Are Uterus Transplants Ethical, Moral, Reasonable, or What?

Dawn Davenport

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Are Uterus Transplants Ethical, Moral, Reasonable, or What?

Are Uterus Transplants Ethical, Moral, Reasonable, or What?

I need your help sorting through a thorny issue that I’ve been going round and round about in my mind lately.  News of the first uterus transplant sparked quite a debate over at the Creating a Family Facesbook Support Group. Most folks cringed at the title of the Huffington Post article: Giving Birth With A Borrowed Womb Is Not What Makes You A Mother. Others objected to the judgmental tone that they thought the journalist, Lisa Belkin, took which they felt demeaned the pain of infertility and minimized the desire/want/craving to carry your child through pregnancy. The debate, the article, and the very procedure itself leave me filled with more questions than answers. I’d love to start a discussion here to help me figure out what is troubling me.

Here are the facts: Doctors in Sweden transplanted the uteri from two mothers in their 50s, to their two daughters, both in their 30s. One of the daughters was born without a uterus and one had hers removed as part of treatment for cervical cancer.  Both of the younger women did an IVF (in vitro fertilization) cycle prior to the surgery and have embryos frozen. After a year for recuperation, the doctors will attempt an embryo transfer with the hopes of a pregnancy. The uterus will be removed after the woman has one or two children. In the meantime, the women will be on immunosuppressant drugs to keep their bodies from rejecting the uteri.

A successful uterine transplant was performed in Turkey last year, but as of yet, the woman has not become pregnant. At least one medical center in the US is soon to begin their own uterus transplant program using uteri from cadavers. Tens of thousands of women in the US alone would be potential candidates for uterine transplants. They include young women who have had hysterectomies for cancer, endometriosis and uterine trauma, and women born without a uterus.

Contrary to the consensus on the Creating a Family Facebook Support Group, I wasn’t troubled by the title of the Huffington Post article since Belkin was implying that giving birth wasn’t what makes you a mom.  As a mom through birth and adoption, I agree wholeheartedly with that assessment. However, her lumping uterus transplant as part of the search for the ideal of motherhood did seem a wee bit judgmental and arrogant.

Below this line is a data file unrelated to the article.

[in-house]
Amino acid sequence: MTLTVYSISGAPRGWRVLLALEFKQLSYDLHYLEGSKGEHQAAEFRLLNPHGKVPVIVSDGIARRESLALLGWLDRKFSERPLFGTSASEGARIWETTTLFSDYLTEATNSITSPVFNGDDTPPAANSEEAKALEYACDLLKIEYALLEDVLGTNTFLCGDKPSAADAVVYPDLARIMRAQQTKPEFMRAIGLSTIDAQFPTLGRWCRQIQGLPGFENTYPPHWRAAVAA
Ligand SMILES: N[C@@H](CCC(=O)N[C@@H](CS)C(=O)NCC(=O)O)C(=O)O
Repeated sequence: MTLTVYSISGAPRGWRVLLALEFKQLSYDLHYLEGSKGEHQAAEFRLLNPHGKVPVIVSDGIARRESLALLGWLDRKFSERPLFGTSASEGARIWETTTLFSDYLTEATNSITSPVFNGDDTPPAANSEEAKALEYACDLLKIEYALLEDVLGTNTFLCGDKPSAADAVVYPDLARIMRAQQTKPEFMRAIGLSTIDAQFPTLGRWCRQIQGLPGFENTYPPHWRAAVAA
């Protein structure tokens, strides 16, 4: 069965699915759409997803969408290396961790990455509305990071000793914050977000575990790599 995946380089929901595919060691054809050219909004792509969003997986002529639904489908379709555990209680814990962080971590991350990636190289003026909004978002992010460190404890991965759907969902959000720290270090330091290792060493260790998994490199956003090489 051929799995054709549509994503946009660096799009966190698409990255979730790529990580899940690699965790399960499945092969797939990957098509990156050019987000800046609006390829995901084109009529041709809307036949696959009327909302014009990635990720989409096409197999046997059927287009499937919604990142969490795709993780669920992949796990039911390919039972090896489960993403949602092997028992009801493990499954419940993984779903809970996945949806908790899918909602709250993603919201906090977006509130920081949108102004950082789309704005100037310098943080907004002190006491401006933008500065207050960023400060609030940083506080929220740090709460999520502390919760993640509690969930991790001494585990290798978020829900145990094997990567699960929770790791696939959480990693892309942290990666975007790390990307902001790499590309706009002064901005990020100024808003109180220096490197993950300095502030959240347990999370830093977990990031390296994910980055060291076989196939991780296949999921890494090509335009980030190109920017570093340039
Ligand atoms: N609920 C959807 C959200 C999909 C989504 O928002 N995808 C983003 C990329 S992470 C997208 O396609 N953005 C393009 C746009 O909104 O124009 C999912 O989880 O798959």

Carrying a child is uniquely feminine, and for some a defining part of womanhood. I could argue that it isn’t the only uniquely feminine part of being a woman (for example, so is being a mom) and need not define you as a woman, but I would be speaking for myself, not for them. I totally get the desire to be pregnant and give birth to your child.

And yet I remain deeply troubled by the idea of a uterus transplant. Transplants are dangerous surgeries. Immunosuppressant drugs are powerfull, to say the least, and come with significant risk of side effects: increased risk of infections of all sorts, increased risk of some cancers, high blood pressure, and kidney and liver damage.

Life is full of risk/benefit decisions, and undergoing an organ transplant would rank right up there as one of the biggest. When the transplant is needed to save your life, then clearly the risk of the surgery and anti-rejection drugs is worth it. This analysis becomes a lot harder when it is not absolutely necessary to save your life. Medical science has opened this door with hand and face transplants. I suppose on some level, why draw the line at the uterus? At least with a transplanted uterus, the organ will be removed after a number of years, thus reducing the length of time the recipient must be exposed to the risks of the immunosuppressant drugs. And, maybe most important, who am I to weigh the risks and benefits for someone else?

And yet, as I said, I’m troubled. Each uterus transplant involves at least four major surgeries (one for the donor if using a live donor, one for the recipient when receiving the organ, one C-section for each birth, and one to remove the organ when child bearing is complete). And although the exposure to the anti-rejection drugs is not life-long, it would last throughout the time the woman is having children. Some side effects may not show up until years after the medicine is used.

What About the Child?

I think what troubles me most is that with uterus transplants a separate risk/benefit analysis should be done for the woman and for the unborn child, and the outcomes might not be the same. You cannot tell me that a pregnancy in a transplanted uterus is not at high risk for premature delivery, to say nothing about the side effects of the drugs amplifying the risks of a typical pregnancy—infections, high blood pressure, and liver and kidney damage. And then there are the potential long term, perhaps life long, effects of immunosuppressant drugs on a fetus. It is true that woman with other organ transplants have given birth while taking anti-rejection drugs (perhaps as many as 15,000), but have there been any long term follow up studies of how these children fare through adulthood? It is one thing to decide for yourself that being pregnant is worth the risk of multiple surgeries and years of immunosuppressant drugs, but it’s a whole other matter entirely to expose your child to these risks.

You Can Always Just Adopt or Use a Surrogate